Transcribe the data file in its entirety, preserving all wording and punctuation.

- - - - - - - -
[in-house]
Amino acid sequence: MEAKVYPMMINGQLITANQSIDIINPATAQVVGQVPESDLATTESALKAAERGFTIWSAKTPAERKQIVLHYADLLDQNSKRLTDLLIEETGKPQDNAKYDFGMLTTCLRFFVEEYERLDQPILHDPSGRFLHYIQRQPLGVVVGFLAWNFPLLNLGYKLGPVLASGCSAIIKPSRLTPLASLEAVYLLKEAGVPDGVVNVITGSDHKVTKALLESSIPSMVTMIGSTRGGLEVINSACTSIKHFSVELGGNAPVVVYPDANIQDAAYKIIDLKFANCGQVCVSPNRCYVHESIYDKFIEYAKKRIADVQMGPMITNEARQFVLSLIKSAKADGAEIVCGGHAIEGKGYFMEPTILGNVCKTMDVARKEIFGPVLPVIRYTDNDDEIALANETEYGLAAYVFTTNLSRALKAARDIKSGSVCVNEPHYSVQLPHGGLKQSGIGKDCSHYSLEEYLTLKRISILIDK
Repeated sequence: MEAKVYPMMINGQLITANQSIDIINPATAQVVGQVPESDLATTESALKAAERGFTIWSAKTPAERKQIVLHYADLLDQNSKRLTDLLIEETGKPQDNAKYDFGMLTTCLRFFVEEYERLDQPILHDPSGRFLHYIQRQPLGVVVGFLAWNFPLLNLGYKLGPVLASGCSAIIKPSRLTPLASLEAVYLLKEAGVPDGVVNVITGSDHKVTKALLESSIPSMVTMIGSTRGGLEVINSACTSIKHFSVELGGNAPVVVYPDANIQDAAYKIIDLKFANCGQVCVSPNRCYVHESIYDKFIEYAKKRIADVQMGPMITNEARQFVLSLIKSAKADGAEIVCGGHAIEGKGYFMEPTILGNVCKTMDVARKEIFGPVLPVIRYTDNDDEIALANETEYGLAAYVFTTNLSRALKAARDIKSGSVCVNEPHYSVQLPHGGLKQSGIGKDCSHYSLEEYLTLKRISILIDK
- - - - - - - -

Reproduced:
[in-house]
Amino acid sequence: MEAKVYPMMINGQLITANQSIDIINPATAQVVGQVPESDLATTESALKAAERGFTIWSAKTPAERKQIVLHYADLLDQNSKRLTDLLIEETGKPQDNAKYDFGMLTTCLRFFVEEYERLDQPILHDPSGRFLHYIQRQPLGVVVGFLAWNFPLLNLGYKLGPVLASGCSAIIKPSRLTPLASLEAVYLLKEAGVPDGVVNVITGSDHKVTKALLESSIPSMVTMIGSTRGGLEVINSACTSIKHFSVELGGNAPVVVYPDANIQDAAYKIIDLKFANCGQVCVSPNRCYVHESIYDKFIEYAKKRIADVQMGPMITNEARQFVLSLIKSAKADGAEIVCGGHAIEGKGYFMEPTILGNVCKTMDVARKEIFGPVLPVIRYTDNDDEIALANETEYGLAAYVFTTNLSRALKAARDIKSGSVCVNEPHYSVQLPHGGLKQSGIGKDCSHYSLEEYLTLKRISILIDK
Repeated sequence: MEAKVYPMMINGQLITANQSIDIINPATAQVVGQVPESDLATTESALKAAERGFTIWSAKTPAERKQIVLHYADLLDQNSKRLTDLLIEETGKPQDNAKYDFGMLTTCLRFFVEEYERLDQPILHDPSGRFLHYIQRQPLGVVVGFLAWNFPLLNLGYKLGPVLASGCSAIIKPSRLTPLASLEAVYLLKEAGVPDGVVNVITGSDHKVTKALLESSIPSMVTMIGSTRGGLEVINSACTSIKHFSVELGGNAPVVVYPDANIQDAAYKIIDLKFANCGQVCVSPNRCYVHESIYDKFIEYAKKRIADVQMGPMITNEARQFVLSLIKSAKADGAEIVCGGHAIEGKGYFMEPTILGNVCKTMDVARKEIFGPVLPVIRYTDNDDEIALANETEYGLAAYVFTTNLSRALKAARDIKSGSVCVNEPHYSVQLPHGGLKQSGIGKDCSHYSLEEYLTLKRISILIDK